As reported by Mish on 2/21:
As a point of curiosity, the Greek 1-Year Bond Yield touched 682% today, now down to a mere 666%. Bloomberg quotes the open as 566%, if correct, the one year yield soared 116 percentage points from the open to the high.
Greece almost certainly will leave the Eurozone. When this occurs, a new currency will be adopted. Whether it is called the drachma or something else is irrelevant; it will be a new currency.
A new currency provides unusual opportunities for political predation. The initial conditions of exchange are set by politicians, not markets. Additional legislation generally accompanies such a change. This legislation can include forced payment of contracts in the new currency and a host of other mandates. Opportunities to redistribute wealth via the initial conversion terms and the accompanying new laws make politicians salivate. Such events may represent the ultimate in political theft.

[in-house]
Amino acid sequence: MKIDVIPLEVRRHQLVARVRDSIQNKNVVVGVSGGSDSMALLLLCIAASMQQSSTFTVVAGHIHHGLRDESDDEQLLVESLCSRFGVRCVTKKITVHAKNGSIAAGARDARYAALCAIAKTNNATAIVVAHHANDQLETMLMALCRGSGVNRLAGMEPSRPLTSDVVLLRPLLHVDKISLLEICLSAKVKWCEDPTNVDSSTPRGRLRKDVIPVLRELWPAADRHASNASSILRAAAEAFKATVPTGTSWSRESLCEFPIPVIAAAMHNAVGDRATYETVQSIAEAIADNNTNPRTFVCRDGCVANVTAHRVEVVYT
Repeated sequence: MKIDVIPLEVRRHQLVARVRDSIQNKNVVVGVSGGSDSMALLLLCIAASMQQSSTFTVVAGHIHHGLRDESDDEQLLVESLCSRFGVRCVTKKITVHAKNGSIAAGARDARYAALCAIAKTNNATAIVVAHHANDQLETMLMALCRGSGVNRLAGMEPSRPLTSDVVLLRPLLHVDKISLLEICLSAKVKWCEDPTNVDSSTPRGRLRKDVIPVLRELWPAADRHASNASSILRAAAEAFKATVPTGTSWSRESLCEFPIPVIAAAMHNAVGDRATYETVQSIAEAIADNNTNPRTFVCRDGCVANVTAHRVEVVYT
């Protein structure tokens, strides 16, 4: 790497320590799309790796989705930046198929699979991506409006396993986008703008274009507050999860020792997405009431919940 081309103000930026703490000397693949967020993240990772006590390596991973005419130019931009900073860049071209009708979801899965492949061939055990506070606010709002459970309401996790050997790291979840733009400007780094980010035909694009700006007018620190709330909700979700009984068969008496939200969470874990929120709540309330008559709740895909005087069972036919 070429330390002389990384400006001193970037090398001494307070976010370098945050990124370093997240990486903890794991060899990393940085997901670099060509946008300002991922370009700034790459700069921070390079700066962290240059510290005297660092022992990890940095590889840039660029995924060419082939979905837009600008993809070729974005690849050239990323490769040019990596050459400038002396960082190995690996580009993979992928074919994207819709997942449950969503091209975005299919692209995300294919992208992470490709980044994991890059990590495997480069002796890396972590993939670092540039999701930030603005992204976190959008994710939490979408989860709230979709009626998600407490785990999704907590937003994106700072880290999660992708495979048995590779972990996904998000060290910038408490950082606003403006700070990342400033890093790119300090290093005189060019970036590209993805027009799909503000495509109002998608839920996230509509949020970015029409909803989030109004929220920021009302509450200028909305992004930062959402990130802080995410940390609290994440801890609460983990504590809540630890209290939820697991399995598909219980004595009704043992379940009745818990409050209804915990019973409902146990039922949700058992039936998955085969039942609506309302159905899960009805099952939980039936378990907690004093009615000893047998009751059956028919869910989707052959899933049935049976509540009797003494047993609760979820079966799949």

Greece and Europe
This discussion will focus on Greece, although it is applicable to other European countries that may leave the Eurozone or any other country which issues a new currency. If the Euro ceases to exist, every European country would qualify. The United States is a special case, offering even greater possibilities for political chicanery as will be discussed in a later section.
What should the conversion rate be between the Euro and the new drachma? Markets will eventually determine the fair rate, but that will differ from the rate initially dictated by Greek political authorities. There are few precedents for such transitions and room for mistakes, either deliberate or otherwise. One advantage that Greece will have is a competing currency. Even after the change, Euros will presumably circulate freely within Greece. That provides a certain amount of protection for Greek citizens in that they can arbitrage between drachmas and Euros (Gresham’s Law) to use the more favorable one for transactions.
The greater risk is the legislation that accompanies